even back then and also, you know, hitting to me. I'm sorry you can't tell me you love me and then do something that hurts me. That just that and it. There's a disconnect in my mind with that. So I can't like beat you to tears and then tell you how much I love you. Yeah, that just is not the quake for me now you. 


0:04:07 - Allison

You know your experience growing up and getting. You didn't get spanked and you got whooping. You got whooped and beat. Yeah, do you think that and I kind of can guess what you're gonna say just based on you know, we've had this conversation a few times, but I am curious as to if I'm right or wrong do you think that that type of discipline? 


0:04:27 - Cyndi

worked. I can't really say that it worked because, honestly, the things that I was beaten for, I don't feel like they were warranted for that that right, extramural. 


I mean you're gonna beat me because when I watched dishes there was a fork left in the sink or or something in most of my infractions, and I'm sure my mother would always have a different story. But to me they were so minor because I always tried to do everything that I knew she wanted me to do correctly and on time and on point, because I knew what the consequence was gonna be right. So I did everything I could to try to avoid that. So for me those minor infractions it's like is this really okay? I didn't take out the trash. You know exactly when you told me to do, I finished sweeping the floor first and then I took the trash out. 


0:05:25 - Allison

So that that warrant me getting slapped right, I think like you know, my like thought on that is like it's too, it's too excited. The first is that, like the, the, the crime and the punishment, just like, had no relation to each other you know what I'm saying? 


it wasn't it wasn't like, oh you know, you didn't take the trash, so you had to take out the trash, you know, for the next five days, and you had no help or whatever, like they just they weren't at all react, like they were all related to each other. So, you know, that's kind of, I guess, different than what my generation has been taught in terms of discipline. And then, on top of that, it seems like all it did is create fear, like it didn't. It didn't create respect, it didn't create understanding, it just created fear, which I don't know. That's not something that I personally want is for my kids to just fear me, not, I mean a little bit, but not not fear me and not respect. I want them to respect me, not fear me and then there's a difference.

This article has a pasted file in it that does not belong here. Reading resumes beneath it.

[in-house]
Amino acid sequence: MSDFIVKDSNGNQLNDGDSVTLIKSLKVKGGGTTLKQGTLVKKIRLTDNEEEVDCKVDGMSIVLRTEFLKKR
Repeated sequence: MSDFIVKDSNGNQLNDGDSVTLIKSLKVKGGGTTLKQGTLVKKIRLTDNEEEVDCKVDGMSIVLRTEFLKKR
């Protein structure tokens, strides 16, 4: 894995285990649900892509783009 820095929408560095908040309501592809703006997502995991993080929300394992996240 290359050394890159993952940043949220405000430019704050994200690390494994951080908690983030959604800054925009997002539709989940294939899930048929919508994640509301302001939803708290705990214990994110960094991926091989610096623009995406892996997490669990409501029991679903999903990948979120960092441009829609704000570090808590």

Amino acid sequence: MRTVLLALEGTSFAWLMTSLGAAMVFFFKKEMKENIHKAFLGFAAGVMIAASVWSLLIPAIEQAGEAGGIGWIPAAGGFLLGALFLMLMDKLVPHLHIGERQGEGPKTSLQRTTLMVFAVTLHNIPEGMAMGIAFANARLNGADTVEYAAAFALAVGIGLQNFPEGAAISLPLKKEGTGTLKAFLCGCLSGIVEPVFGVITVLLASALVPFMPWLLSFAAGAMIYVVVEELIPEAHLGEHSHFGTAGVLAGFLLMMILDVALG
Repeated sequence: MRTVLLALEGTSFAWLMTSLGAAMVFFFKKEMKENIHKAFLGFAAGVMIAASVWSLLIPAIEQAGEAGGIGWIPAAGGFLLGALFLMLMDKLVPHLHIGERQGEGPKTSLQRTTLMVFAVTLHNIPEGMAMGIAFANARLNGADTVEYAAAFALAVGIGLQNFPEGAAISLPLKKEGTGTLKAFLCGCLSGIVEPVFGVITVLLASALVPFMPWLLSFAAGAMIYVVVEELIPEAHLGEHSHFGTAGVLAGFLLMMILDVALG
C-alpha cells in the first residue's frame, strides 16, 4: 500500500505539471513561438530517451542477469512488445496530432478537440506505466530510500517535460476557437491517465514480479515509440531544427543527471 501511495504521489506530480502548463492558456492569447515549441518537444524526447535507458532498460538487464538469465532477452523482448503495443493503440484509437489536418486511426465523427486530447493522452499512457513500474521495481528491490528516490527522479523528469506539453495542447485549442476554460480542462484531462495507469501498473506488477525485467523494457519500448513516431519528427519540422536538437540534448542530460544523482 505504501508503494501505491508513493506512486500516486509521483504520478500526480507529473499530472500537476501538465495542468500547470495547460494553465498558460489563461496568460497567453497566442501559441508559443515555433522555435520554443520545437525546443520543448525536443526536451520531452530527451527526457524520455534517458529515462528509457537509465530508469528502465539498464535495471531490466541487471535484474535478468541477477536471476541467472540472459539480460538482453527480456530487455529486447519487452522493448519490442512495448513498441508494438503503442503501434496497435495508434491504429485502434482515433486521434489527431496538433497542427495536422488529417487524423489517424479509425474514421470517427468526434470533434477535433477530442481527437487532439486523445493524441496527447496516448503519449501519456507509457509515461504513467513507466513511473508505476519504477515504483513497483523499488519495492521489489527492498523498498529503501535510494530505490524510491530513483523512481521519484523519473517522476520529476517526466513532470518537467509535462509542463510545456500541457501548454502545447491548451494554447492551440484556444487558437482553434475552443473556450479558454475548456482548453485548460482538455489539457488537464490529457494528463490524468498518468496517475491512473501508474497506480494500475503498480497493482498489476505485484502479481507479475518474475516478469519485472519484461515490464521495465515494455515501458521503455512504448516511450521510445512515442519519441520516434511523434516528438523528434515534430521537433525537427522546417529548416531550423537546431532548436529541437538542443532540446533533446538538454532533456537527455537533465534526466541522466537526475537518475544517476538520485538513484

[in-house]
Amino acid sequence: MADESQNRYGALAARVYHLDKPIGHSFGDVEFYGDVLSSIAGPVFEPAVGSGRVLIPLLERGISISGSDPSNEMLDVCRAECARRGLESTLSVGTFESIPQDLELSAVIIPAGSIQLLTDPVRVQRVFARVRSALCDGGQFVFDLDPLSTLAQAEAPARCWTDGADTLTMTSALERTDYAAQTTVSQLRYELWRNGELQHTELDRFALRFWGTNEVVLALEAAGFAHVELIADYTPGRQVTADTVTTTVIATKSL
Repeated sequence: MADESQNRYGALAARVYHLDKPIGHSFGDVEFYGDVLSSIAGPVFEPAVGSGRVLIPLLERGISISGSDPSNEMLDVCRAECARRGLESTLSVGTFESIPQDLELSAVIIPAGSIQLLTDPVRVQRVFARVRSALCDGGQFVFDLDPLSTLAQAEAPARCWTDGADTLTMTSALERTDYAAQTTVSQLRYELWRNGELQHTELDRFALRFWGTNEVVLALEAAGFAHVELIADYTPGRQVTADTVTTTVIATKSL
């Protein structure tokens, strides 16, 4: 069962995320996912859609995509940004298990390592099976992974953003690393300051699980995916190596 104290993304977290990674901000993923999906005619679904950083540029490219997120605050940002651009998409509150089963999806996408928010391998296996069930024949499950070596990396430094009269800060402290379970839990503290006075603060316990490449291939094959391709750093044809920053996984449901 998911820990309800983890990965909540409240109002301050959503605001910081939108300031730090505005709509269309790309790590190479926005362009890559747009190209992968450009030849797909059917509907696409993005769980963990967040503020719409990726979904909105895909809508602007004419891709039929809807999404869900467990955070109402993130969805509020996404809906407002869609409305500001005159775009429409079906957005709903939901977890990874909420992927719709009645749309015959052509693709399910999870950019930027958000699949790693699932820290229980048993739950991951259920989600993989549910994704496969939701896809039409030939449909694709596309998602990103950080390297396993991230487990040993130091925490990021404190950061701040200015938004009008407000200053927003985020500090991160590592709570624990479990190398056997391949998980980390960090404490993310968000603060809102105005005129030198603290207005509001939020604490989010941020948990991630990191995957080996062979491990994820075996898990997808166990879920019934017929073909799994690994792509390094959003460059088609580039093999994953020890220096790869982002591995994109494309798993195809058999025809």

0:06:22 - Cyndi

I've heard so many parents like well, I don't want to be my, my kid's best friend, I want them to fear me, I don't want them to respect me. No, you know, of course, being the parent, there has to be a certain amount of fear, but not in the, in the fear that, oh, I'm going to kill you or I'm gonna stop loving you, that kind of like detrimental fear. It's just a little bit of fear that, oh, if I don't do this, I'm gonna get this privilege taken away or something that I really want. 


0:06:48 - Allison

That kind of consequence, not that something dire is gonna happen, right, and I think that you know, all in all, like you want your kids to know, okay, I don't do this, I'm gonna get this, I'm gonna get XYZ taken away, or this is gonna be the consequence, so I better do it. But I also better do it because, whatever the bigger reason is, like I better turn in this assignment because, like you know, my grades are important, or you know I better take the trash down because, like, if I don't, like, the trash is going to be full. You know I always want my kids to understand, like why they're being asked to do something, not just like because I said do it.